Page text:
"Oh, you Wingbiddlebaum, comb your hair, it's falling into your eyes," commanded the voice to the man, who was bald and whose nervous little hands fiddled about the bare white forehead as though arranging a mass of tangled locks.

Words can convey meanings that are not always understood. And so an off-hand remark to Wing Biddlebaum in Hands, the first story in the book has a special meaning unto itself.It is important to note that the reader of these words does not at first blush understand their significance to Wing Biddlebaum.Only as the story unfolds do we realize that these simple words set forth a cascade of memories that frame the telling of this story.

Grotesques as a word seems a little harsh to describe the characters of Winesburg, Ohio. And even Sherwood Andersen in his introduction admits that the word is use only to describe how in time the characters of the book  became big in the author's mind. Understanding this nuance, grotesque seems the correct word choice. Each individual reveals an important truth in the life of George Willard. Bing represents on one level the admonition to youth that one must try to "forget all that you have learned. You must begin to dream. From this time on you must shut your ears to the roaring of the voices [of others]." The story of the Hands is also an admonition. Failing to heed Bing's warning, life can become a retreat into darkness in which one repents daily of a weakness in not choosing individuality.

Friday, January 7, 2011

To a Mouse

It is a Friday morning in Kansas in January. The weather is turning frightfully cold, a "weary winter comin' fast", and I sit here "cozie", coffee in hand in a warm room.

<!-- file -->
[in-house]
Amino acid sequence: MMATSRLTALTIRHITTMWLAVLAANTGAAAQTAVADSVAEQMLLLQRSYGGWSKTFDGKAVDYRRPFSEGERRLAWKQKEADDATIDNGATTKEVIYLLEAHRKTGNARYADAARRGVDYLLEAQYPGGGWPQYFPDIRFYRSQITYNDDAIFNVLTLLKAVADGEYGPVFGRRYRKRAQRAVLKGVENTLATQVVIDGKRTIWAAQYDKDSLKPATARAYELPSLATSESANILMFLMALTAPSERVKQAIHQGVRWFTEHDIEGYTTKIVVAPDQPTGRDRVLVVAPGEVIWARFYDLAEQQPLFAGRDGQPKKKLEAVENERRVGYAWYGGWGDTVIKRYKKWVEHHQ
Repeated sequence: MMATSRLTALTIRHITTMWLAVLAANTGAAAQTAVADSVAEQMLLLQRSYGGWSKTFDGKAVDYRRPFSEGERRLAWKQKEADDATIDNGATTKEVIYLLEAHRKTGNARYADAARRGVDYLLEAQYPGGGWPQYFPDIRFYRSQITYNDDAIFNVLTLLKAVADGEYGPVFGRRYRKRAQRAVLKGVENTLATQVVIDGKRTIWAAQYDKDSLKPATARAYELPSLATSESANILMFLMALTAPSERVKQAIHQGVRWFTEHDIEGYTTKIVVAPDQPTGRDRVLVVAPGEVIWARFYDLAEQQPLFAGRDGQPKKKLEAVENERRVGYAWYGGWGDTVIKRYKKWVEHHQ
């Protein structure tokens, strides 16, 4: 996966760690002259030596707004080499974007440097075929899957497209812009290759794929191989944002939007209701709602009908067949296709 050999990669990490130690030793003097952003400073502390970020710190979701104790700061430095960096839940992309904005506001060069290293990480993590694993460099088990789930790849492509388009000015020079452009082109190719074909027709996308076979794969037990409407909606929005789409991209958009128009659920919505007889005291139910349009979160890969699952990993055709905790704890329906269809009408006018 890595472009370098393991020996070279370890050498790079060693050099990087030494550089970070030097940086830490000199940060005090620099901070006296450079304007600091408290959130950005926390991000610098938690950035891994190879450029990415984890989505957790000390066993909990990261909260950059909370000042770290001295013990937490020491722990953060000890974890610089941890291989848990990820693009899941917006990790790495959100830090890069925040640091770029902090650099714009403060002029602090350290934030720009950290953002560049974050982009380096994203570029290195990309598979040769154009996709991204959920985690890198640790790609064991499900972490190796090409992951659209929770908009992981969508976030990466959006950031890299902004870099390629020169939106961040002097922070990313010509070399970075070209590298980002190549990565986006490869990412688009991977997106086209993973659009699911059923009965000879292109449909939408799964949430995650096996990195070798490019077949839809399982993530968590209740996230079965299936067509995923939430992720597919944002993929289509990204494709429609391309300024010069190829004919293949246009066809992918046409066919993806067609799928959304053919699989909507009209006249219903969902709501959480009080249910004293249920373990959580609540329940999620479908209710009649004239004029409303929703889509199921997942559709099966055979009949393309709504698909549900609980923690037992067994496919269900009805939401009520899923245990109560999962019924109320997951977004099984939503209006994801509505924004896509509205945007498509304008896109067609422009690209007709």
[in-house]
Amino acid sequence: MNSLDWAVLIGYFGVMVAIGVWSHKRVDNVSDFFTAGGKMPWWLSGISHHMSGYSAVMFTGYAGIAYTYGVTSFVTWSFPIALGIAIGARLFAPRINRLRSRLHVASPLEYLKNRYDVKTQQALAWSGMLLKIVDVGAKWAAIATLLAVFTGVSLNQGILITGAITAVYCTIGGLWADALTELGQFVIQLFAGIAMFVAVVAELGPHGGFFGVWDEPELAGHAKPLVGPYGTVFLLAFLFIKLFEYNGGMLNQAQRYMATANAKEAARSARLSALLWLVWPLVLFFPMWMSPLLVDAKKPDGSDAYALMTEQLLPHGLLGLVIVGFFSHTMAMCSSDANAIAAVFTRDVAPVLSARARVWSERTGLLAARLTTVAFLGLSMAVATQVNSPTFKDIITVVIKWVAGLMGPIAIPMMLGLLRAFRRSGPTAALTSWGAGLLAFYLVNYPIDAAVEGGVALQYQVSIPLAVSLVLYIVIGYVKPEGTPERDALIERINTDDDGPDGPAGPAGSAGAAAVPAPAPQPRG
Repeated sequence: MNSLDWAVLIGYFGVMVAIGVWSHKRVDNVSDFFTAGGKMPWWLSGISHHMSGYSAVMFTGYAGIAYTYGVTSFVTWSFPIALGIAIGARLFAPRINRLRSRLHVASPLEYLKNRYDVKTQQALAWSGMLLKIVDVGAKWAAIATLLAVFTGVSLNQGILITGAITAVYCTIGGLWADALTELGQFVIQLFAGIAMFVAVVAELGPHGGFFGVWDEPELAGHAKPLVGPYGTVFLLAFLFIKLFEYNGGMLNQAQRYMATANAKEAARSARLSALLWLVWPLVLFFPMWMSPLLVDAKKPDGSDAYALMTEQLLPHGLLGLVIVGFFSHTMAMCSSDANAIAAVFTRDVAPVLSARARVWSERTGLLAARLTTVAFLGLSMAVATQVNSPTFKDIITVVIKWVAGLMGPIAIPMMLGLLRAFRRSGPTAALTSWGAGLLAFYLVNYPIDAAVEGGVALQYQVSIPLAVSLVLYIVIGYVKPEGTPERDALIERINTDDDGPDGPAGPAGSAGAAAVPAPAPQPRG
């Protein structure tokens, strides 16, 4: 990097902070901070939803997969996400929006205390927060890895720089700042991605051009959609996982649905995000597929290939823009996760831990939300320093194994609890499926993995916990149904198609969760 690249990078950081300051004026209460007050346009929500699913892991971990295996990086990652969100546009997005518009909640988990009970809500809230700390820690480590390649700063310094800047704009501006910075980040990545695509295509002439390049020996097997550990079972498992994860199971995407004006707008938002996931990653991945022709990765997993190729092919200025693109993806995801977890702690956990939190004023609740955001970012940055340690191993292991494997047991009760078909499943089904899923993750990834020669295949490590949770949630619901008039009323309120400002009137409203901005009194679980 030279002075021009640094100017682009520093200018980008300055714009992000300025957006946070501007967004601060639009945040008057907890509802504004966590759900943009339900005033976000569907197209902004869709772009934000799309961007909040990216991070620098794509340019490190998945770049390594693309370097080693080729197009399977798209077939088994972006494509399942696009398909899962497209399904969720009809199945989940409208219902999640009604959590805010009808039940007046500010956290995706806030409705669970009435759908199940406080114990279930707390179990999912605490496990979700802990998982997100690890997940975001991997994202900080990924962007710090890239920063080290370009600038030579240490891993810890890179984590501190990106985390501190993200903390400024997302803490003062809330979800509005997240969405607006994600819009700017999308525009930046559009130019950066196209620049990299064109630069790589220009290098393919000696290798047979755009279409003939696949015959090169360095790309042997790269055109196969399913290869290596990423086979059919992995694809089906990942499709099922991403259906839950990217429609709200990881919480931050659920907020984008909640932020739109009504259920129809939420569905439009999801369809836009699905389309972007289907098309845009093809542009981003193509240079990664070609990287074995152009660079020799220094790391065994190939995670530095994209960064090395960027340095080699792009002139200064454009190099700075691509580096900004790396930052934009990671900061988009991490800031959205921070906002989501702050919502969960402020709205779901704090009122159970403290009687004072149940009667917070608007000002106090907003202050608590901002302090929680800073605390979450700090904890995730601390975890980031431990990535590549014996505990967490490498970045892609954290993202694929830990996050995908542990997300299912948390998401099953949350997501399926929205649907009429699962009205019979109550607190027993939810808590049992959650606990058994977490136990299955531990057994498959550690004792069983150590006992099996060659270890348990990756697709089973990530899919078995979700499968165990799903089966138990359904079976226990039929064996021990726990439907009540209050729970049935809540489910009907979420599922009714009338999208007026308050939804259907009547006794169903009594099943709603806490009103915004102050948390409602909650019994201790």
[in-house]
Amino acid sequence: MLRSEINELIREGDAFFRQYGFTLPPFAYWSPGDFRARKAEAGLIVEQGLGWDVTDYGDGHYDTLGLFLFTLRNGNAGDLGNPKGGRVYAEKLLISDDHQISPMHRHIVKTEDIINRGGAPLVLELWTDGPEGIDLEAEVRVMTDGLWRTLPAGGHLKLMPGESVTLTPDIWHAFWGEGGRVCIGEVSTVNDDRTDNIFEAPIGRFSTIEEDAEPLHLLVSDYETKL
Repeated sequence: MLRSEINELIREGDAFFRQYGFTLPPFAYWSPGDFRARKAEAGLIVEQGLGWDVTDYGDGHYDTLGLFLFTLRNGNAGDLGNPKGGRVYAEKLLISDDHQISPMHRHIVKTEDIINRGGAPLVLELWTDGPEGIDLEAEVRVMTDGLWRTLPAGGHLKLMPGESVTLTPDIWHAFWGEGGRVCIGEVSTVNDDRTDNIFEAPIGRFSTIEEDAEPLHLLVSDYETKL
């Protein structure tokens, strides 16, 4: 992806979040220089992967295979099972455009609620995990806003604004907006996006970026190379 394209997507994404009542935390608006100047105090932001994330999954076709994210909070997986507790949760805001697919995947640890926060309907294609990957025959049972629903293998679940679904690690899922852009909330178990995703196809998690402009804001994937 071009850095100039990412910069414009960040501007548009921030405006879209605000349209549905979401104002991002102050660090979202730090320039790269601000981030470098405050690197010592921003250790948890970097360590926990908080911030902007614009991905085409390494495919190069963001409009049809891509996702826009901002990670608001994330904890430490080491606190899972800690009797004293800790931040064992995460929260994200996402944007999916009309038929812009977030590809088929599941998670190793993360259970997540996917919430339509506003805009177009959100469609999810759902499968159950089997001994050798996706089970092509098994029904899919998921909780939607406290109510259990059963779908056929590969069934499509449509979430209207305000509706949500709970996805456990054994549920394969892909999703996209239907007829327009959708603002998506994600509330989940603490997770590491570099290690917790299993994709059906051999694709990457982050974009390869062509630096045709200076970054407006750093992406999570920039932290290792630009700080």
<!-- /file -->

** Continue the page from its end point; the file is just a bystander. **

What of the creatures of the world who do not share such luxuries? Robert Burns wrote of one such creature - a mouse, whose cozy world came to an abrupt and unexpected end one winter's day.

Robert Burns lived a short and, some would say, frightful life (Burns would say "cowrin, tim'rous"). He was born in dark and dour Scotland. His father died when Robert was 15. Robert and his brother Gilbert labored on trying to make a success as tenant farmers on a failing farm. A lawsuit made money scarce, and so Robert wrote.

He married his sweetheart, Jane Armour, over her parents' protests, but not before they had four children out of wedlock. After the marriage they had five more children. Meanwhile, Robert found time to have four other children by four other women.

One might guess that Robert Burns lived like the mouse - his "best laid plans" gone astray. Five women, eleven children, a failed farm, Robert Burns' later fame and fortune eluded him in life. Unlike the mouse Burns must have kept a fearful eye on his past, and another fearful eye on what was to be. One day, ploughing the fields of his farm, Robert turned up a mouse, and so inspired this poem.